A story about Victorian crowdsourcing
It might not at first sight be obvious why we should be so interested in who the original subscribers to the Albert Institute were.
Part of the reason is to be found in the speeches of the men who spoke at the public meeting held late in November 1863 to launch the project. The meeting was held in the Royal Exchange and was attended by many of Dundee’s leading businessmen. Sir David Baxter of Baxter Bros was in the chair. Also present were W R Baxter, MP, along with many of the city’s ministers, as well as Lord Provost Parker.
What several speakers stressed was the absence in Dundee of fine civic buildings, and especially of public art. The best there was, it was claimed, was the Royal Arch. Compared to other towns and cities there was an absence of statues, the exception being the recently erected statue of Sir David Baxter in Baxter Park. Mentioned too was the inadequacy of public library and reading provision for the working classes.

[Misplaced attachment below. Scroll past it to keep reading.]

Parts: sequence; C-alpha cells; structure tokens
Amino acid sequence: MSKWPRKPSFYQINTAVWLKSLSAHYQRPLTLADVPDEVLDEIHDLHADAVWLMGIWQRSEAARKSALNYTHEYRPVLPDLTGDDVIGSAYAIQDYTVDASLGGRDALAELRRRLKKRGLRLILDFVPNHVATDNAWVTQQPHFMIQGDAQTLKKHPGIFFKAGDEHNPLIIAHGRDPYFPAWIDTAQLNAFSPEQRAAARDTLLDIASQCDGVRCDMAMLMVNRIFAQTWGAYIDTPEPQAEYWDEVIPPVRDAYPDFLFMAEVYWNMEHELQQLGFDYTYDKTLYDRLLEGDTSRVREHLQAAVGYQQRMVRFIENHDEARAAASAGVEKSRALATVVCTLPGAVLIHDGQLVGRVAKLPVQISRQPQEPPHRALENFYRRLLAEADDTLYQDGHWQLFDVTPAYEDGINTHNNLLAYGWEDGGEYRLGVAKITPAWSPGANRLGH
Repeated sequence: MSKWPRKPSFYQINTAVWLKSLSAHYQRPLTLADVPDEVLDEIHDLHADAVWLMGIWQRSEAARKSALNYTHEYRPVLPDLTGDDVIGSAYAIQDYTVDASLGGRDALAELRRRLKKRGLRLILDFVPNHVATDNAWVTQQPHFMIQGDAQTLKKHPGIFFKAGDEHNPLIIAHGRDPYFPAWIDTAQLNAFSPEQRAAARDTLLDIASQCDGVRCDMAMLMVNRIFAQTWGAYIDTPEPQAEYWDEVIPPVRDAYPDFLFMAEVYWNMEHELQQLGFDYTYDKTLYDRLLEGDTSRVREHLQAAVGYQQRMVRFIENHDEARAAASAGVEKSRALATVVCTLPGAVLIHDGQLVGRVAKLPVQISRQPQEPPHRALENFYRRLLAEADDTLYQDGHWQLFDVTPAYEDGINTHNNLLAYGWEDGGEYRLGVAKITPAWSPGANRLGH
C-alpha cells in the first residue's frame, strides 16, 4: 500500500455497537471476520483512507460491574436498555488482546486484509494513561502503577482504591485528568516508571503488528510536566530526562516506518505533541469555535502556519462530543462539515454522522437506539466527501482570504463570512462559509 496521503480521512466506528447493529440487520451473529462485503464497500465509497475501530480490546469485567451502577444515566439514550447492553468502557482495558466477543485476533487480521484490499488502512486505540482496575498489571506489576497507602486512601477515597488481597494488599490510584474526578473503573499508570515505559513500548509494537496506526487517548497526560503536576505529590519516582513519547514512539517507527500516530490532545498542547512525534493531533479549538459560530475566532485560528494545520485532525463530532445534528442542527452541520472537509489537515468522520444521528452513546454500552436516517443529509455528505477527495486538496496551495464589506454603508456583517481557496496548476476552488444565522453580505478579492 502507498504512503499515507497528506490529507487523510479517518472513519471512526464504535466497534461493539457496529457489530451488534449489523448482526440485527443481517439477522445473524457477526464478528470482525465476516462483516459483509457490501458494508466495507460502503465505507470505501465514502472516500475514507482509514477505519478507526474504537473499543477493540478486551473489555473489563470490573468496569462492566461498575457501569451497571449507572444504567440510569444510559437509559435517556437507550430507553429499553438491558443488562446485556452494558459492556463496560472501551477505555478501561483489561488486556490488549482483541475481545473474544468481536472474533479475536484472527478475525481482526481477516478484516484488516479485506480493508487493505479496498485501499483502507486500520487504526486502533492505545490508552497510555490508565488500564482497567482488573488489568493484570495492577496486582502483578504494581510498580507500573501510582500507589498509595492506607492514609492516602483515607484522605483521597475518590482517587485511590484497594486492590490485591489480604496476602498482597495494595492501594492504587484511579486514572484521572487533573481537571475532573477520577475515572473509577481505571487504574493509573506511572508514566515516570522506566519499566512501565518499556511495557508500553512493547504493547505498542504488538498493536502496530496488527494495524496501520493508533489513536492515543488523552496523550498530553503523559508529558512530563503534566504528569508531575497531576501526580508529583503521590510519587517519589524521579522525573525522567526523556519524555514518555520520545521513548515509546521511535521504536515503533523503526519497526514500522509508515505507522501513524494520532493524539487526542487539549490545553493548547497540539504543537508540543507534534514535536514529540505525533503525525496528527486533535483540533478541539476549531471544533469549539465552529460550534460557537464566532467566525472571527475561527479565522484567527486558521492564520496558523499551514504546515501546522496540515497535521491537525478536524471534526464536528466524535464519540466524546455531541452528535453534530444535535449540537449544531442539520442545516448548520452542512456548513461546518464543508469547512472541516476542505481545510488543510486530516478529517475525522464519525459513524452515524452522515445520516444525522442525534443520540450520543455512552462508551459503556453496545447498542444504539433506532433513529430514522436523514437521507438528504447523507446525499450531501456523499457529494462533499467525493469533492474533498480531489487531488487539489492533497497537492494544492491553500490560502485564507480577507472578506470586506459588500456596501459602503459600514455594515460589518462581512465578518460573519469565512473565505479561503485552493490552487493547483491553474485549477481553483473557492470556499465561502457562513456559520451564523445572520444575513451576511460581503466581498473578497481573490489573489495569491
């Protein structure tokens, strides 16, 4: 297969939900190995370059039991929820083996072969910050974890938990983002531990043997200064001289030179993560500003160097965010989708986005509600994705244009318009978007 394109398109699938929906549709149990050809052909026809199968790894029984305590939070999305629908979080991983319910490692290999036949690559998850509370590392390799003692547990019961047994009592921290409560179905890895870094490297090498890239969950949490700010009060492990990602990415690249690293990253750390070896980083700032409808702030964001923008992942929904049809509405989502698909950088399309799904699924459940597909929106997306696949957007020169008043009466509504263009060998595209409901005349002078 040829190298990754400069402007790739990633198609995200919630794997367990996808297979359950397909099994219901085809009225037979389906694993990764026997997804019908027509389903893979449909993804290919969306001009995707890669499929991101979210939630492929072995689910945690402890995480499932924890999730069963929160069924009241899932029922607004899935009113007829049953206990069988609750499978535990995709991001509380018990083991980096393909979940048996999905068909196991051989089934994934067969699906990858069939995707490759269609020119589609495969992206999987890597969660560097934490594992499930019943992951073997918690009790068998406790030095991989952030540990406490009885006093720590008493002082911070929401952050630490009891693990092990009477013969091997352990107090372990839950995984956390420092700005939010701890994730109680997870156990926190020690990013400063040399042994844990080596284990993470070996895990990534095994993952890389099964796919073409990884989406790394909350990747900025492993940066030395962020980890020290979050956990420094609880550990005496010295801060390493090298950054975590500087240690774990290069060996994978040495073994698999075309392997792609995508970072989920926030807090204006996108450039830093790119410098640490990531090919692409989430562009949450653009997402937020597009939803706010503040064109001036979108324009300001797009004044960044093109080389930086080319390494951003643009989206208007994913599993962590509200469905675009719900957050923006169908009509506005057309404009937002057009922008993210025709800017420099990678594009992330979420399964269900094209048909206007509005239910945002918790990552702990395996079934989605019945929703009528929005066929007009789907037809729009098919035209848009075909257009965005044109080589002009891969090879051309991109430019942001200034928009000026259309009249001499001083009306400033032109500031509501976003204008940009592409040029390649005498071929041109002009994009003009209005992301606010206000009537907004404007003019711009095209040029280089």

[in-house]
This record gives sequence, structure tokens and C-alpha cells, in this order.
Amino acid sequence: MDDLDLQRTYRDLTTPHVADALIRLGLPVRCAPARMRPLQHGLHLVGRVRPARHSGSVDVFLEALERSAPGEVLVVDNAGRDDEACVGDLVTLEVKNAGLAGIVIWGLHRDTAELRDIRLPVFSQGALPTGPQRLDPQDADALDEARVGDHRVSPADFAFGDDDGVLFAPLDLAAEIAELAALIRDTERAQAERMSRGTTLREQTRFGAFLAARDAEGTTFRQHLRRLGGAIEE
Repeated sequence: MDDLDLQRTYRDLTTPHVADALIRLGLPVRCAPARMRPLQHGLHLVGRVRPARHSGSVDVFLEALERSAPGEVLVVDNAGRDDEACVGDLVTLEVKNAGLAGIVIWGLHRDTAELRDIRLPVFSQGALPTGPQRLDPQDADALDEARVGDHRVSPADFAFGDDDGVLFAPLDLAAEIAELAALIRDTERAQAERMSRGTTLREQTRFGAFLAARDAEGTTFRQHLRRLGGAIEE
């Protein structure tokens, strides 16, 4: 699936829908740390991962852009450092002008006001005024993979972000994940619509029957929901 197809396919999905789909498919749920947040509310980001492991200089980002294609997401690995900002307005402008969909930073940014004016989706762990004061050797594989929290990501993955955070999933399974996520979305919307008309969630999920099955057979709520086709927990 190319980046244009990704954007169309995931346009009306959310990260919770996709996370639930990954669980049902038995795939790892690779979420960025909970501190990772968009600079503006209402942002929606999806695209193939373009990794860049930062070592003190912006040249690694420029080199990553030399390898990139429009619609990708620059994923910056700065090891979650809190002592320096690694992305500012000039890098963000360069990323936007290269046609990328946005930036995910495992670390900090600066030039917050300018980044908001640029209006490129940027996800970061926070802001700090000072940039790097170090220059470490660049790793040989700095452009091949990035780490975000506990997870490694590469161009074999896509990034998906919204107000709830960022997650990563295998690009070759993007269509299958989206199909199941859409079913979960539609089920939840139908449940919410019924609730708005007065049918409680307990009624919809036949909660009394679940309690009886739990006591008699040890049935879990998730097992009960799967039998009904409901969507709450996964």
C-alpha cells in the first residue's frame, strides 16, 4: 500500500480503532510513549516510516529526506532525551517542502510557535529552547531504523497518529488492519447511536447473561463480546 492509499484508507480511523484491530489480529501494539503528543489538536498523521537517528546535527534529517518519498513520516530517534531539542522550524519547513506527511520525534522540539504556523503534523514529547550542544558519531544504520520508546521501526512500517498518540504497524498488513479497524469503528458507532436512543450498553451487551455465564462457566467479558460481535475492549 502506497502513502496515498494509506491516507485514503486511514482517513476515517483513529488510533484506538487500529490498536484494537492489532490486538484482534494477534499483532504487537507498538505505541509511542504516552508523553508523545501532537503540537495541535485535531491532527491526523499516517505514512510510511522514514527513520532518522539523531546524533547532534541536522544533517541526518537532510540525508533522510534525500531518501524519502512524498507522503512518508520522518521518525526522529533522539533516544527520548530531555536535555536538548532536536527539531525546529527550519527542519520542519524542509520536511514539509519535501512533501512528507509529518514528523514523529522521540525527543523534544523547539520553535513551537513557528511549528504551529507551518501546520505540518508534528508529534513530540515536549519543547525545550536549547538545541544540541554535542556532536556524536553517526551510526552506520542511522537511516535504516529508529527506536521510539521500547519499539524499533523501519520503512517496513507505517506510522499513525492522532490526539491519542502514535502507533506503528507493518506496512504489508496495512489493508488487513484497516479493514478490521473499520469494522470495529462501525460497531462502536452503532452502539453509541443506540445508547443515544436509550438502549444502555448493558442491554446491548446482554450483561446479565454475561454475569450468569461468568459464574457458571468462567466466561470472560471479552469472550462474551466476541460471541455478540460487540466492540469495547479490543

But clearly a major consideration was the perception of Dundee by outsiders. The Rev Dr Watson was forthright in his criticism. He pointed out that while visitors to Dundee would see numerous great factories and foundries, they might ask what there was to Dundee other than ‘weaving, and spinning, and forging, and building ships and making money, and eating and drinking.’ Watson was concerned too that there should be ‘counteracting forces’ to ‘infuse the mind against the insensible effects of business.’
The answer to this awareness of what might be called Dundee’s cultural deficit was the Albert Institute. In this respect it was to be transformational. It was the first of several steps taken in Dundee in the 1860s and 1870s and 1880s that made modern Dundee.
But what was also significant was that from the outset the Albert Institute project was not to be monopolised by the city’s wealthiest citizens. Sir David Baxter, who led the subscribers, was anxious that it should ‘have the support of the whole community.’ By this he didn’t mean the low paid textile workers but rather what we now call the middle classes.
This is why the subscription comprised 2,000 shares of £10 each. Although there was a rapid take up of shares, Sir David Baxter was loudly applauded when he proposed that ‘a few thousand pounds should be left…to those gentlemen who may not think it prudent to go beyond from one to five shares.’ As shareholders these individuals were making a statement: they had a serious commitment to the city, its culture and image.
We want to know who these men were (although there were some female subscribers), and just why they might have been prepared to invest. Whatever their motivations, collectively their impact on the appearance, culture and image of Dundee was immense.
Published on 27 November 2017